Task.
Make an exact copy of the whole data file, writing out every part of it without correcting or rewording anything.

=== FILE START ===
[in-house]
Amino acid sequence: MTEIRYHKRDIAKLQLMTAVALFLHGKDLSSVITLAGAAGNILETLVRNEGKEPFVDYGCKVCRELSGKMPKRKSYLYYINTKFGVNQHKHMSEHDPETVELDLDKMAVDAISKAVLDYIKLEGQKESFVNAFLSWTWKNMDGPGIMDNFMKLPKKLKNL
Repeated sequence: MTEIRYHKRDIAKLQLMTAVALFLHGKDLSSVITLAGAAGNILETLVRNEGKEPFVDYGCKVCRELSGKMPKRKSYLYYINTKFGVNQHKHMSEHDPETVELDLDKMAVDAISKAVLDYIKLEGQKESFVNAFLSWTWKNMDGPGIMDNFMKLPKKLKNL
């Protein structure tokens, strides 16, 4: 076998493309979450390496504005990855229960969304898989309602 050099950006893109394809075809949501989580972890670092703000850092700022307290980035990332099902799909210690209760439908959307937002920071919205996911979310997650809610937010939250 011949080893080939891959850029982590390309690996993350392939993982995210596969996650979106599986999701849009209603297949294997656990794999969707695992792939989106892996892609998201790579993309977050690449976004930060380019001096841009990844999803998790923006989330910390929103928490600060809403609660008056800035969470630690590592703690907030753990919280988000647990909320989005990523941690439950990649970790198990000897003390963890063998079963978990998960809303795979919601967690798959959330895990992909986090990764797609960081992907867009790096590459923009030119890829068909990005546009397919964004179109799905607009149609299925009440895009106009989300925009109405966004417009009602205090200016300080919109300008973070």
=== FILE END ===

[in-house]
Amino acid sequence: MTEIRYHKRDIAKLQLMTAVALFLHGKDLSSVITLAGAAGNILETLVRNEGKEPFVDYGCKVCRELSGKMPKRKSYLYYINTKFGVNQHKHMSEHDPETVELDLDKMAVDAISKAVLDYIKLEGQKESFVNAFLSWTWKNMDGPGIMDNFMKLPKKLKNL
Repeated sequence: MTEIRYHKRDIAKLQLMTAVALFLHGKDLSSVITLAGAAGNILETLVRNEGKEPFVDYGCKVCRELSGKMPKRKSYLYYINTKFGVNQHKHMSEHDPETVELDLDKMAVDAISKAVLDYIKLEGQKESFVNAFLSWTWKNMDGPGIMDNFMKLPKKLKNL
């Protein structure tokens, strides 16, 4: 076998493309979450390496504005990855229960969304898989309602 050099950006893109394809075809949501989580972890670092703000850092700022307290980035990332099902799909210690209760439908959307937002920071919205996911979310997650809610937010939250 011949080893080939891959850029982590390309690996993350392939993982995210596969996650979106599986999701849009209603297949294997656990794999969707695992792939989106892996892609998201790579993309977050690449976004930060380019001096841009990844999803998790923006989330910390929103928490600060809403609660008056800035969470630690590592703690907030753990919280988000647990909320989005990523941690439950990649970790198990000897003390963890063998079963978990998960809303795979919601967690798959959330895990992909986090990764797609960081992907867009790096590459923009030119890829068909990005546009397919964004179109799905607009149609299925009440895009106009989300925009109405966004417009009602205090200016300080919109300008973070």